Multiple diverse ligands binding at a single protein site: A matter of pre-existing populations

Authors

  • Buyong Ma,

    1. Laboratory of Experimental and Computational Biology, National Cancer Institute-Frederick, Frederick, Maryland 21702, USA
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  • Maxim Shatsky,

    1. School of Computer Science, Raymond and Beverly Sackler Faculty of Exact Sciences, Tel Aviv University, Tel Aviv 69978, Israel
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  • Haim J. Wolfson,

    1. School of Computer Science, Raymond and Beverly Sackler Faculty of Exact Sciences, Tel Aviv University, Tel Aviv 69978, Israel
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  • Ruth Nussinov

    Corresponding author
    1. Intramural Research Support Program–SAIC, National Cancer Institute, Frederick Cancer Research and Development Center, Laboratory of Experimental and Computational Biology, Frederick, Maryland 21702, USA
    2. Sackler Institute of Molecular Medicine, Department of Human Genetics, Sackler School of Medicine, Tel Aviv University, Tel Aviv 69978, Israel
    • NCI-FCRDC Bldg 469, Room 151, Frederick, MD 21702; fax: (301) 846-5598.
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Abstract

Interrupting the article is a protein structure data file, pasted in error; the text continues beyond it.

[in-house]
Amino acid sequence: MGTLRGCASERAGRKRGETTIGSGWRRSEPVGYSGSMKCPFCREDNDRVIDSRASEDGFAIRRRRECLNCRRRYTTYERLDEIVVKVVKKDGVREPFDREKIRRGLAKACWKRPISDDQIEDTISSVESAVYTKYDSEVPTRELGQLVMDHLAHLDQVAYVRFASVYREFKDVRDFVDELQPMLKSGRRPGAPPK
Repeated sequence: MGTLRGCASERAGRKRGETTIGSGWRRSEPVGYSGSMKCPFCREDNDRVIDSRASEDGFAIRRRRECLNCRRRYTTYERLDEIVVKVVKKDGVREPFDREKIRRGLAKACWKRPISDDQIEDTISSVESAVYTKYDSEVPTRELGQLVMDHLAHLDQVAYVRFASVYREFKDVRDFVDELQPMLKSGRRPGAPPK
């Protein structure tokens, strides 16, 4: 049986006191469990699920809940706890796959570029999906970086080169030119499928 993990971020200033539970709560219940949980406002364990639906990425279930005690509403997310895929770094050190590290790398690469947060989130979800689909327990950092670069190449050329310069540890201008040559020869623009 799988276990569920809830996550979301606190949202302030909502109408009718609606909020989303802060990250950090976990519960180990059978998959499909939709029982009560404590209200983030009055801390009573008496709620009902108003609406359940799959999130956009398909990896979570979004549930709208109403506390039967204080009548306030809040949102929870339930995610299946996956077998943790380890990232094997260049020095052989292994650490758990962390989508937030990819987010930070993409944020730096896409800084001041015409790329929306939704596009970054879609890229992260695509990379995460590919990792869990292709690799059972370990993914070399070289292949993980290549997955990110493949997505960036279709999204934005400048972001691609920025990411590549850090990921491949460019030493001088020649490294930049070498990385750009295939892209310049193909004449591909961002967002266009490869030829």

Here, we comment on the steadily increasing body of data showing that proteins with specificity actually bind ligands of diverse shapes, sizes, and composition. Such a phenomenon is not surprising when one considers that binding is a dynamic process with populations in equilibrium and that the shape of the binding site is strongly influenced by the molecular partner. It derives implicitly from the concept of populations. All proteins, specific and nonspecific, exist in ensembles of substates. If the library of ligands in solution is large enough, favorably matching ligands with altered shapes and sizes can be expected to bind, with a redistribution of the protein populations. Point mutations at spatially distant sites may exert large conformational rearrangements and hinge effects, consistent with mutations away from the binding site leading to population shifts and (cross-)drug resistance. A similar effect is observed in protein superfamilies, in which different sequences with similar topologies display similar large-scale dynamic motions. The hinges are frequently at analogous sites, yet with different substrate specificity. Similar topologies yield similar conformational isomers, although with different distributions of population times, owing to the change in the conditions, that is, the change in the sequences. In turn, different distributions relate to binding of different sizes and shapes. Hence, the binding site shape and size are defined by the ligand. They are not independent entities of fixed proportions and cannot be analyzed independently of the binding partner. Such a proposition derives from viewing proteins as dynamic distributions, presenting to the incoming ligands a range of binding site shapes. It illustrates how presumably specific binding molecules can bind multiple ligands. In terms of drug design, the ability of a single receptor to recognize many dissimilar ligands shows the need to consider more diverse molecules. It provides a rationale for higher affinity inhibitors that are not derived from substrates at their transition states and indicates flexible docking schemes.

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